A mahogany chest of seemingly royal lineage has found its way to Biddle & Webb Auctioneers, Birmingham.
Relatively unassuming at first glance, the box appears to be a typical example of a Georgian brass bound campaign chest. However, upon further inspection a fascinating history is revealed. Engraved into the corner plaques are four time-worn inscriptions:
‘The gift of the Princess Amelia to Lady Eleanor Butler and Miss Ponsonby’.
If the Princess Amelia’s name wasn’t excitement enough – mention of Lady Eleanor Butler and Miss Ponsonby certainly raises a few eyebrows.
Also known as ‘The Ladies of Llangollen’ – the two women are a much celebrated pair of infamous spinsters who lived together in ‘romantic retirement’ during the nineteenth century.
Eleanor Butler and Sarah Ponsonby were both born in County Kilkenny to prestigious, aristocratic Irish families. Of similar circumstance, when the ladies met in 1768 they immediately became great friends. Rather than be forced into arranged marriages, Eleanor and Sarah scandalised polite society and decided to elope together.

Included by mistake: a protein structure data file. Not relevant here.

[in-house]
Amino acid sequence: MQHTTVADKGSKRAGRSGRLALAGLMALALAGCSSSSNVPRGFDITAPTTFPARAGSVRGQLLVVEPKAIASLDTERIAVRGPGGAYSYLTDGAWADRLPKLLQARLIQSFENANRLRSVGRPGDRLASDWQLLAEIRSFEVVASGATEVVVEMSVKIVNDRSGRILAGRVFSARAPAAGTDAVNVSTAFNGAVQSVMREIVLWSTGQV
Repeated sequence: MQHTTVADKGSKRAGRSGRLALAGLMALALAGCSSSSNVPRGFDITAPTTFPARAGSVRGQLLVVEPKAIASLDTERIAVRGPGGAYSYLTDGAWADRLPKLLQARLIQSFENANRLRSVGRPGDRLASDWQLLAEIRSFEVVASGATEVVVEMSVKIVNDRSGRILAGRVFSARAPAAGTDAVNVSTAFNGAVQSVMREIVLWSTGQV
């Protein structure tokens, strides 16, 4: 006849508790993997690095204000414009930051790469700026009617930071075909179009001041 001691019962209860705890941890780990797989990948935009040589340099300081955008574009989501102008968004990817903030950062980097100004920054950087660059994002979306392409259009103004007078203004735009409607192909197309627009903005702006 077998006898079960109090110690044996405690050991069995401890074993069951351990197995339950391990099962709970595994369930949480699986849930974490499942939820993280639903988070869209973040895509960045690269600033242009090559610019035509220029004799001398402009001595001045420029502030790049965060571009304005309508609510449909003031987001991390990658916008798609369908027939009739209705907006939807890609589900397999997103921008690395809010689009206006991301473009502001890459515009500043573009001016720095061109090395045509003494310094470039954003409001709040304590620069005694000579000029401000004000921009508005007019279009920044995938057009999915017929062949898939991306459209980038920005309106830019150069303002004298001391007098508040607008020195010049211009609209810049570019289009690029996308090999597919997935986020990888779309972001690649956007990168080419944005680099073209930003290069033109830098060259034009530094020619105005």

They found sanctuary in the Vale of Llangollen, North Wales where they bought a small cottage and settled down. The ladies spent the next 50 years together: studying literature, learning languages and collecting a vast array of woodcarvings.
Stories of the pair’s partnership captivated contemporary audiences. The ladies were inundated with visitors, often entertaining guests’ morning, noon and night. They received visits from far and wide, attracting the likes of notable poets such as Bryon and Wordsworth as well as the novelist Sir Walter Scott. They also captured the imagination of the landed gentry – who saw them as somewhat of a curiosity. Despite much deliberation, the exact nature of their relationship remains unknown: they fascinated the public and intrigued the imagination of many who wondered, in public and in private, about their relationship – but was it more than just a friendship?